Backcountry Winging It

A Nerve-Wracking Flight in Central Idaho

By Linda J. Henderson

Photos by Bud Henderson

“OK, now we’re going into aircraft carrier mode,” our pilot said. I peered through my Plexiglas window and saw nothing but forest and jagged hilltops below.

As he adjusted a wheel in the floor between our seats, he began to recite his landing checklist aloud: “Fuel on both, trim is set, cowl flaps closed, twenty-degree flaps, airspeed eighty knots . . . ”

Our craft dropped lower and lower. Lowered to in between two rocky cliffs. Still, our pilot kept us on a steady descent. A jagged ridge on the shoulder of a mountain threatened our right wing tip as we passed by.

Getting nervous, I leaned forward to look over the dash for a better view out front. At last, a small grassy clearing came into view. It didn’t look very big, or very smooth, and there were trees at one end, a creek at the other.

“Sit tight,” our pilot spoke into my headset. “We’re going to buzz it once for moose or elk.” My stomach flipped as we dipped lower and skimmed the surface of the clearing below. Sure enough, we interrupted the quiet grazing of a huge cow moose, which trotted indignantly off into the woods with her head tossed high over her shoulders.

Accelerating, and dipping one wing sharply to the left, we circled and made another approach. “Are you ready?” he called through the headset.

With white knuckles, I nodded, and the first wheels touched the ground. Busy with steering and braking, my crusty old former Marine Corps fighter pilot didn’t notice my apprehension.There, the third wheel is down. After a bumpy ride over gopher holes and rocks, our trusty aircraft rolled to a stop just short of the clump of trees at the end of the runway.

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An airborne view of Johnson Creek Airstrip in the Frank Church-River of No Return Wilderness.
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The authors’ airplane parked at the Chamberlain airstrip.
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An oasis in the wilderness presents itself in the form of the Winter Inn tavern and store at Warren.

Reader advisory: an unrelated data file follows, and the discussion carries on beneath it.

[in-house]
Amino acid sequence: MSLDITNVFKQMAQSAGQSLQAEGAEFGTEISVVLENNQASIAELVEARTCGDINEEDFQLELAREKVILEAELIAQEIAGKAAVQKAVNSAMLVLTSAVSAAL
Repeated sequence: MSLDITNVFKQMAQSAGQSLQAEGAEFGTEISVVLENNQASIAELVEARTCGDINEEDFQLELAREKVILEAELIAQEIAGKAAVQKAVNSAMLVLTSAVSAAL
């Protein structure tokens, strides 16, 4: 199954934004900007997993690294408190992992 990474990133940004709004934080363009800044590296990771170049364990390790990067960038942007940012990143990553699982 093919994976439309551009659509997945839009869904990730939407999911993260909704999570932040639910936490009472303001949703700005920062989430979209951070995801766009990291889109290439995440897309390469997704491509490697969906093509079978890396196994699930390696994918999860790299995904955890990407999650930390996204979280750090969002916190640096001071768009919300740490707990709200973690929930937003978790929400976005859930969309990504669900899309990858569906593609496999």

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A welcome sign provides ground rules to those entering Warren.
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“There! Did that scare ya?” J .J. Jones said, grinning as he shut off the engine and pulled off his headset.

I unbuckled my seat harness, and slid out of my seat to the ground. My knees were momentarily a little wobbly, but the thrill of this adventure kept me on my feet.

As soon as I am sure that I am still alive, I am eager to see more.

We have just landed on a tiny airstrip in the bush country of the Frank Church-River of No Return Wilderness–more than 2.4 million acres of undisturbed, wild, and nearly inaccessible land embracing the heart of Idaho. This is bush plane flying at its most exciting. And I suppose to a fellow accustomed to the deck of a pitching and rolling aircraft carrier, it is probably fun, too.

This untouched treasure in the heart of Idaho received the “River of No Return Wilderness” designation from Congress in 1980. Idaho Senator Frank Church was highly instrumental in achieving this designation for Idaho’s crowning gem, and therefore in 1984, just before his death from pancreatic cancer, the public land’s title was changed to the “Frank Church-River of No Return Wilderness.”

This wilderness is as wild as the ride that got us there. By wild, I mean primitive in all of the best ways. Access is limited to foot, horseback, running the river in a boat, or by airplane.

There are no other ways to explore the vast acreages of high mountains and deep canyons in this wilderness. It embraces the old Idaho Primitive Area, and the Salmon River Breaks Primitive Area, in addition to adjacent wild lands, making it the largest contiguous National Forest Wilderness in the Lower Forty-Eight.

How is this national treasure best enjoyed?

Allow me to make a few suggestions:

Strap on a backpack filled with dehydrated meals and sleep gear, and hike to an authentic lookout tower–some available for rent for a solitary adventure on top of the world. At altitudes nearing ten thousand feet, the view is breathtaking.